Global News Journal

from Africa News blog:

Is Zimbabwe back to square one after AU summit?

July 2, 2008

zimbabwe_summit_mugabe1.jpgCan President Robert Mugabe be trusted to implement the resolution of the African Union summit calling for dialogue and a government of national unity to end Zimbabwe's long-running crisis? According to Mugabe's camp, he can. "The AU resolution is in conformity to what President Mugabe said at his inauguration, when he said we are prepared to talk in order to resolve our problems," his Information Minister Sikhanyiso Ndlovu told Reuters a day after the AU passed the resolution on July 1.

Iran’s nuclear policy: what lies beneath?

July 2, 2008

khamenei1.jpgThere is a running joke among Western journalists, diplomats and other foreigners based in Iran who have the task of trying to understand what is going on behind the scenes: the longer you stay here, the more opaque Iranian policy making becomes.

from Pakistan: Now or Never?:

Bush’s Pakistan policies: caution or carelessness?

July 1, 2008

1998 file photo of bin Laden in AfghanistanMuch has been made of this week's New York Times article accusing the Bush administration of allowing al Qaeda to rebuild in Pakistan's tribal areas after it was chased out of Afghanistan following the 9/11 attacks, not least because the White House took its eye off the ball as it turned its attention to Iraq.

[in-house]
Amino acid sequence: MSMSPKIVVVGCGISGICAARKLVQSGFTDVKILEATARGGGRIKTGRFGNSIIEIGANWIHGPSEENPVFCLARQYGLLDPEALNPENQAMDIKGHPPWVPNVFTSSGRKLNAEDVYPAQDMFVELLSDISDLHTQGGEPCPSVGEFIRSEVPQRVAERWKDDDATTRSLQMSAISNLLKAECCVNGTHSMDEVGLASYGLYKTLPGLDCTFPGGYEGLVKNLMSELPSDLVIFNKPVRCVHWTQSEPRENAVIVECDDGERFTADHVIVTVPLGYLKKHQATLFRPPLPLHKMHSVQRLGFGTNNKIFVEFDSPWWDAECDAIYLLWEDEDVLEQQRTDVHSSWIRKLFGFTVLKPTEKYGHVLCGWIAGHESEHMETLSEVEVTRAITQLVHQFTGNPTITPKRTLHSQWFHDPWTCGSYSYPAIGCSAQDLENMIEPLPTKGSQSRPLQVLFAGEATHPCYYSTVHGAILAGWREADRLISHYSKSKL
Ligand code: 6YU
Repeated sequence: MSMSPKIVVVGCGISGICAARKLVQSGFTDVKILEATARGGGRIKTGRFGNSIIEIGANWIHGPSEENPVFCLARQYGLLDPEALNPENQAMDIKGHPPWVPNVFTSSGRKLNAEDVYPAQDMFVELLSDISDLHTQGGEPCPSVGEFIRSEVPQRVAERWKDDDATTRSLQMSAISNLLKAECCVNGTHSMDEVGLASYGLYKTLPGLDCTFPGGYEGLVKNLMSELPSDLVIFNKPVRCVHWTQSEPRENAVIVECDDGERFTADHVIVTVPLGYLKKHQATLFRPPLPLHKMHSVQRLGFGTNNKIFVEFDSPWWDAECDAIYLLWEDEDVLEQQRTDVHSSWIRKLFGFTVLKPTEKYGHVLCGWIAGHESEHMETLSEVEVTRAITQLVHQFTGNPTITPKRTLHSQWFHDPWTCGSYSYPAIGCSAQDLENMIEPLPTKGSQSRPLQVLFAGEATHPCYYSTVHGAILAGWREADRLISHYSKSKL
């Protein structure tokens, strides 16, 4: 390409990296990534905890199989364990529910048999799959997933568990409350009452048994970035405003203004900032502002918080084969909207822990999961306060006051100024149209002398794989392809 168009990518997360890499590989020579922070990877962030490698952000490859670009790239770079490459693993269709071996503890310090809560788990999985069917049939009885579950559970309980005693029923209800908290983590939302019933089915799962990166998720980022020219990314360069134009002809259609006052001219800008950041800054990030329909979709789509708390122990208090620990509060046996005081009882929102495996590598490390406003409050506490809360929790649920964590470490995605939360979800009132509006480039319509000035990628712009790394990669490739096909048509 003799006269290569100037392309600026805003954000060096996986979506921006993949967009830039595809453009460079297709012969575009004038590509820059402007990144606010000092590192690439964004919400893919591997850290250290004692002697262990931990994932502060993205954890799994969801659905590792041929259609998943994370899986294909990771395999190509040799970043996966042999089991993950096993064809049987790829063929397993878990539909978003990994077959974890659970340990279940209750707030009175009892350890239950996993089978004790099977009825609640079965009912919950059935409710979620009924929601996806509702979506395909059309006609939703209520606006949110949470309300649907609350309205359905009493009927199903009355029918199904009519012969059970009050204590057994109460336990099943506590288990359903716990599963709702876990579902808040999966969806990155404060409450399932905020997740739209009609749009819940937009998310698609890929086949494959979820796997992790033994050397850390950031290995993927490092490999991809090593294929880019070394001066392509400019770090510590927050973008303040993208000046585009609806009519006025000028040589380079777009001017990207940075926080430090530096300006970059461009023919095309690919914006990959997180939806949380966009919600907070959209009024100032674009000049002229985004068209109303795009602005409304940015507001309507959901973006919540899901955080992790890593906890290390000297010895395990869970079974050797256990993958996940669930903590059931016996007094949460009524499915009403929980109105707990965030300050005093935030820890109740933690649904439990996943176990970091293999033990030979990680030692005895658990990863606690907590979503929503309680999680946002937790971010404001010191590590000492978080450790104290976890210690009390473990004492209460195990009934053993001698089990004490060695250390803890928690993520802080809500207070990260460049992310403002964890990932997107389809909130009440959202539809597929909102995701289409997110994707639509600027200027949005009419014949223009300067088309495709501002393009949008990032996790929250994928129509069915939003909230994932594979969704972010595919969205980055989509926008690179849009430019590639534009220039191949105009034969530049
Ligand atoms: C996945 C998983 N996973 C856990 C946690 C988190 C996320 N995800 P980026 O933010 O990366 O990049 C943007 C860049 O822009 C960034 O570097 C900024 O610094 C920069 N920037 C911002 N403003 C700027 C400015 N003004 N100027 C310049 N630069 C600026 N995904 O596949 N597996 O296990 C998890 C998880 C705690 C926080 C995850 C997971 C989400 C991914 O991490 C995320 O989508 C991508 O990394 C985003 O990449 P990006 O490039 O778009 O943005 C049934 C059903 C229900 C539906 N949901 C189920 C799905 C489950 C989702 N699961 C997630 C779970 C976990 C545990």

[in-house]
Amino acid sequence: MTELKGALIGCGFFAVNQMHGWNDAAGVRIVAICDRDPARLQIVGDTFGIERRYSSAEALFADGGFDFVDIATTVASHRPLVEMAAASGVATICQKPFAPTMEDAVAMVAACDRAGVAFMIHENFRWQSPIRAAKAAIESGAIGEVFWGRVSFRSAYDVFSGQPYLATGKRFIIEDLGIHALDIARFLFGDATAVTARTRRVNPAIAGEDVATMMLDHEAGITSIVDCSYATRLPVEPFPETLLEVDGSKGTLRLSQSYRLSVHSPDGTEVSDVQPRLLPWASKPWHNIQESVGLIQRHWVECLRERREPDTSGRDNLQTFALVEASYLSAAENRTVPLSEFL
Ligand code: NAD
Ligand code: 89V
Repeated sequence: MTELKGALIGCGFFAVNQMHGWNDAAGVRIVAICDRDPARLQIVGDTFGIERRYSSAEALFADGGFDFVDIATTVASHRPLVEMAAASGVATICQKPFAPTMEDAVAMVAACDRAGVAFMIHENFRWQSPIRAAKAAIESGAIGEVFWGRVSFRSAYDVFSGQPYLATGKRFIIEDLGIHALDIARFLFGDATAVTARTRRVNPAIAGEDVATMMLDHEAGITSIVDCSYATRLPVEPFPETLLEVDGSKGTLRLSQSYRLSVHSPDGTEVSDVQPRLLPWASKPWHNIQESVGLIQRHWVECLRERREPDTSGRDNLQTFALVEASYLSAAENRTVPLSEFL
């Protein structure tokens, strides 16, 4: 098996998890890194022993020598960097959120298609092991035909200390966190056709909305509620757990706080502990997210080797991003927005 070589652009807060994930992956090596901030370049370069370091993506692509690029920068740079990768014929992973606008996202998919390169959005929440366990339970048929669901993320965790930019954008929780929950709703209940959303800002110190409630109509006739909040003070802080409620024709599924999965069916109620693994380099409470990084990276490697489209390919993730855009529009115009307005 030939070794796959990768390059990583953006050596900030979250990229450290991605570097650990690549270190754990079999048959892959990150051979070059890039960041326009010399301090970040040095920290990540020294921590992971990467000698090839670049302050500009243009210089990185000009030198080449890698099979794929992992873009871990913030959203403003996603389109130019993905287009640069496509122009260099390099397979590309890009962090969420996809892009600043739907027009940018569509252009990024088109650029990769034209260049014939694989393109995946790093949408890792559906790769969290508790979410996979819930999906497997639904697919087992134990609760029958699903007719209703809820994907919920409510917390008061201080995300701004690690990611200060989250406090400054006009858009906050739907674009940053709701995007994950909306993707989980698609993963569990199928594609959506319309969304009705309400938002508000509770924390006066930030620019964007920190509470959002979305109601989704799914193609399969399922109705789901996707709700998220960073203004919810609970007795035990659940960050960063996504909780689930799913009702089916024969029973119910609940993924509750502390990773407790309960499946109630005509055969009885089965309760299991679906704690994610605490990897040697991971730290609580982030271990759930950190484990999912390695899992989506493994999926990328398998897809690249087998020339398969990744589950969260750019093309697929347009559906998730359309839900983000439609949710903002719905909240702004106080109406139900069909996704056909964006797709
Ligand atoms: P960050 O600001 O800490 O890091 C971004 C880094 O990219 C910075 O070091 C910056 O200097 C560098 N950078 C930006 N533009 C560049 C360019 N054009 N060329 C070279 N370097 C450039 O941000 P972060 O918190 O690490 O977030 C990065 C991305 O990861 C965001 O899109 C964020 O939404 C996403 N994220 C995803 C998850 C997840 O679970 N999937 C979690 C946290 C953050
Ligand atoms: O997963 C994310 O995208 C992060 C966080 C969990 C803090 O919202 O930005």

Are we about to see a face-off between army and government in Turkey?

July 1, 2008

Ataturk    Turkish police detained dozens of people on Tuesday,
including at least two retired army generals, and prominent
ultra-nationalist figures who have been sharply critical of the
governing AK Party. The so-called “Operation Ergenekon” is a
year-long investigation into a shadowy group called Ergenekon
that the authorities believe sought to sow chaos in Turkey in
order to trigger a military coup.
    The detentions, including a reported rare move by police
going into a military compound to detain a retired general, came
only a few hours before a chief prosecutor appeared before the
country’s top court in a hearing that seeks the closure of the
governing party on charges of seeking to establish an Islamic
state.
    What is going on? To many it is quite confusing, and the
latest detentions have even puzzled veteran Turkish political
commentators like Mehmet Ali Birand and Semih Idiz — both
having seen coups in the past and the rise and fall of
religious-oriented governments. “It’s a dangerous situation,”
Idiz said.